PETALING JAYA: With the discontinuation of its vinyl business, the short-term blow to its earnings would be a necessary evil for Petronas Chemicals Group Bhd (PetChem) to bounce back with better business integration in the future.
Analysts covering the group shared a consensus view that the negative impact expected from PetChem's business streamlining would be temporary and that over the longer term, the group's earnings would recuperate.
Kenanga Research said the exercise was expected to “impact PetChem's earnings negatively in the near term but the outcome should be positive in the longer run as the group could focus on its other high margin products that are more closely integrated within its product value chain”.
Kenanga analyst Teh Kian Yeong added: “This will reduce our financial years 2013 to 2014 estimated earnings by around 6% as the business volume will fall by 5%.”
PetChem announced on Bursa Malaysia on Monday that it planned to discontinue its vinyl business, comprising two plants in Malaysia and one in Vietnam, effective Jan 1, 2013, as part of its portfolio optimisation.
The group is expected to record a charge of about RM560mil in the fourth quarter of its financial year 2012, relating to decommissioning, site remediation, provision for contract termination dues and impairment expenses.
Another analyst who wished to retain anonymity called the impact a “one-off thing which will be exceptional to this year only”.
“We should look at next year it should be positive for PetChem because this (vinyl) business has not been showing returns,” he said.
He noted that while PetChem did not want to disclose details on how its vinyl business had been performing to date due to confidentiality issues, he recalled the plant in Malaysia made losses in the last nine months of 2011. “And the Vietnam operations probably had more losses.”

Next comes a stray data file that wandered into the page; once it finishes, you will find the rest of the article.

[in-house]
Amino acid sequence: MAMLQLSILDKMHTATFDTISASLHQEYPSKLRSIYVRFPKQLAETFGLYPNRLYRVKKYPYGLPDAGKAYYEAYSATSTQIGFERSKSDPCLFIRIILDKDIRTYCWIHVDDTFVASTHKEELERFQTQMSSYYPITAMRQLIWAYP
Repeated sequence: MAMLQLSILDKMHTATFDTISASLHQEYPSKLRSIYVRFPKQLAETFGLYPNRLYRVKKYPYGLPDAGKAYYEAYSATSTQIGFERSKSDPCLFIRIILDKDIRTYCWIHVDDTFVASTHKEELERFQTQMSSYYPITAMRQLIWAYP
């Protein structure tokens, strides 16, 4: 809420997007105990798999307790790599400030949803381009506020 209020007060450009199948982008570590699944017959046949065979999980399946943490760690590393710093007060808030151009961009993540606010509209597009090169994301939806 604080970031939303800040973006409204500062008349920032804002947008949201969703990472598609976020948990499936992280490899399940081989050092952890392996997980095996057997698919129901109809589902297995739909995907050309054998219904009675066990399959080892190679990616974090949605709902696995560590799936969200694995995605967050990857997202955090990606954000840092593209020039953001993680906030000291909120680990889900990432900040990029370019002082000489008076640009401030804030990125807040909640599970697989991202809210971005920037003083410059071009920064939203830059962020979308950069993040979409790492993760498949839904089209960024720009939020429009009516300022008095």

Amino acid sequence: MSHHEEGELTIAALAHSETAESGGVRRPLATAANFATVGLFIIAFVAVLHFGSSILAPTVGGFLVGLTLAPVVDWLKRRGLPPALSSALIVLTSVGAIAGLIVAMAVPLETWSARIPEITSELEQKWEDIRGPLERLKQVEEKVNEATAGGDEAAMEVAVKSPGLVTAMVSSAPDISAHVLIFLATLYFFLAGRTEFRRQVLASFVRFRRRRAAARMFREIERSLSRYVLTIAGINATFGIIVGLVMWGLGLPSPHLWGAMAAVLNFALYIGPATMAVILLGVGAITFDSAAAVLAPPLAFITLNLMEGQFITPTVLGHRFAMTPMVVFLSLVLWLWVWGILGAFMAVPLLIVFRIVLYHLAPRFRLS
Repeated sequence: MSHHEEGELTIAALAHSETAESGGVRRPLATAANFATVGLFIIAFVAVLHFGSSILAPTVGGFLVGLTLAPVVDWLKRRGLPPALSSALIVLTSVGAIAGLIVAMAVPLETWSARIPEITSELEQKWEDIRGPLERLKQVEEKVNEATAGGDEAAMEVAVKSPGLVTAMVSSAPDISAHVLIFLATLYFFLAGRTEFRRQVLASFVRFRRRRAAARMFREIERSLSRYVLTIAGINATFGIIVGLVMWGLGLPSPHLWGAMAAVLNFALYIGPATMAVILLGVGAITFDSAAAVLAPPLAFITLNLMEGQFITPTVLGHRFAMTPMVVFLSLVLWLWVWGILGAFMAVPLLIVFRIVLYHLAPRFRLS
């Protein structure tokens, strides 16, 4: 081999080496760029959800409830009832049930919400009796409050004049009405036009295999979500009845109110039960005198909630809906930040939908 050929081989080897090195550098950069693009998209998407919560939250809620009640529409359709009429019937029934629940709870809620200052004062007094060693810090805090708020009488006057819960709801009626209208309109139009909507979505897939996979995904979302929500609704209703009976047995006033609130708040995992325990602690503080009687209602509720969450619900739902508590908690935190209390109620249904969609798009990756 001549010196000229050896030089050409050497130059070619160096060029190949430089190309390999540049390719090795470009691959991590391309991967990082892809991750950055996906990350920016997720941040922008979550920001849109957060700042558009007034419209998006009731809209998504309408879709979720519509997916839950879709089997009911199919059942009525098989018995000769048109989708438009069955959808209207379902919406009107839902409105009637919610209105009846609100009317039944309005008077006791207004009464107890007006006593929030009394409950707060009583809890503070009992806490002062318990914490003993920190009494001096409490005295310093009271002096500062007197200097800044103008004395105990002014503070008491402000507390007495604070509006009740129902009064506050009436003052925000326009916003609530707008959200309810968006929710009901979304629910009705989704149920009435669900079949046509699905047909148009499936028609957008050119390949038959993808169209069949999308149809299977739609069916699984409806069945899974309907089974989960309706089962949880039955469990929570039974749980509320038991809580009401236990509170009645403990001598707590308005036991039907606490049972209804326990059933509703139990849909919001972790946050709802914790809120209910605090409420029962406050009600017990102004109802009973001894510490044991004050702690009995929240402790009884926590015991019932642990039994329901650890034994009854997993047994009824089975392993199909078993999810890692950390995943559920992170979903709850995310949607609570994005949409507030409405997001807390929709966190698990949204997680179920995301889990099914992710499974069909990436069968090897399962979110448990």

The analyst said the group had been looking to re-evaluate its businesses and optimise its value chain since it went listing. “This looks like a continuation of that strategy.”
RHB Research, in its report, echoed the opinion of slightly weaker revenues in the near term.
“The discontinuation would result in slightly weaker revenues given that the vinyl business production capacity of 680,000 tonnes per annum accounts for 6% to 7% of PetChem's total production capacity.”
It said: “However, in the long run, as it allows PetChem to divert its ethylene feedstock to the production of higher margin products, such as glycols, which we believe could cover the loss of revenue from the polyvinyl chloride (PVC) business.”
Post-earnings revision, RHB Research downgraded its call on PetChem to “underperform” from “market perform”.
MIDF Research reduced its expected financial year 2012 earnings by 11.1%, factoring in the expected charge to be recorded in the fourth quarter. Its revised expected net profit is RM3,104mil for the year.
The research house maintained its “neutral” stance on PetChem with a target price of RM6.68 per share on a forward price to earnings ratio of 14 times, a premium to its global peers' average of 10 times.
“We expect PetChem's third quarter results to fall within expectations with no earnings surprises except this charge to be booked in the fourth quarter,” it said in a report.
PetChem will initiate a divestment process for the sale of its 93.1% interest in the Vietnamese PVC plant while the Malaysian plants will commence their decommissioning activities after January next year.
The process will likely take two to three years to complete.
Its vinyl business manufactures and sells two key products vinyl chloride monomer (VCM) and PVC. From the discontinuation of this business, the group will close three plants, namely the VCM and PVC plants in Kertih Integrated Petrochemical Complex and a PVC plant in Vung Tau, Vietnam.